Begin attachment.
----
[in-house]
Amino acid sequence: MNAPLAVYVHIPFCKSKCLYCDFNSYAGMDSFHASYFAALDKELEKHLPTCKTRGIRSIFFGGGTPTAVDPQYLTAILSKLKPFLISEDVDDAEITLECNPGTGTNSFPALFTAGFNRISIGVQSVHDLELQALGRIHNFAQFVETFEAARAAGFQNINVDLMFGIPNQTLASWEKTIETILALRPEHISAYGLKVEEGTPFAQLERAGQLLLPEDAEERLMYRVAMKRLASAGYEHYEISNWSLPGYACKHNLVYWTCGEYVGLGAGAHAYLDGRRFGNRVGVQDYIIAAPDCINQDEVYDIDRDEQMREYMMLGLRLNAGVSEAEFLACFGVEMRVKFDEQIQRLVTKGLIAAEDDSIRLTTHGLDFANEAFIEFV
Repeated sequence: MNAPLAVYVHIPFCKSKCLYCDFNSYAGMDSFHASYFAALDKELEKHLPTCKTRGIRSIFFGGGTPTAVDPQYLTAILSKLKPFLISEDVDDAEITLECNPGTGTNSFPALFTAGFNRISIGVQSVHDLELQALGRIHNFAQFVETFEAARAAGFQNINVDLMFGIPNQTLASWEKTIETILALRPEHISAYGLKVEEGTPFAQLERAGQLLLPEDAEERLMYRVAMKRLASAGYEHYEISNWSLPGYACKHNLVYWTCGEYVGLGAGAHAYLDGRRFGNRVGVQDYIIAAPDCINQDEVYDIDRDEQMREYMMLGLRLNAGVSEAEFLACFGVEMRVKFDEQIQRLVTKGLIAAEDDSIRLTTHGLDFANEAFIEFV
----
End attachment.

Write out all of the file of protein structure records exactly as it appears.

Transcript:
[in-house]
Amino acid sequence: MNAPLAVYVHIPFCKSKCLYCDFNSYAGMDSFHASYFAALDKELEKHLPTCKTRGIRSIFFGGGTPTAVDPQYLTAILSKLKPFLISEDVDDAEITLECNPGTGTNSFPALFTAGFNRISIGVQSVHDLELQALGRIHNFAQFVETFEAARAAGFQNINVDLMFGIPNQTLASWEKTIETILALRPEHISAYGLKVEEGTPFAQLERAGQLLLPEDAEERLMYRVAMKRLASAGYEHYEISNWSLPGYACKHNLVYWTCGEYVGLGAGAHAYLDGRRFGNRVGVQDYIIAAPDCINQDEVYDIDRDEQMREYMMLGLRLNAGVSEAEFLACFGVEMRVKFDEQIQRLVTKGLIAAEDDSIRLTTHGLDFANEAFIEFV
Repeated sequence: MNAPLAVYVHIPFCKSKCLYCDFNSYAGMDSFHASYFAALDKELEKHLPTCKTRGIRSIFFGGGTPTAVDPQYLTAILSKLKPFLISEDVDDAEITLECNPGTGTNSFPALFTAGFNRISIGVQSVHDLELQALGRIHNFAQFVETFEAARAAGFQNINVDLMFGIPNQTLASWEKTIETILALRPEHISAYGLKVEEGTPFAQLERAGQLLLPEDAEERLMYRVAMKRLASAGYEHYEISNWSLPGYACKHNLVYWTCGEYVGLGAGAHAYLDGRRFGNRVGVQDYIIAAPDCINQDEVYDIDRDEQMREYMMLGLRLNAGVSEAEFLACFGVEMRVKFDEQIQRLVTKGLIAAEDDSIRLTTHGLDFANEAFIEFV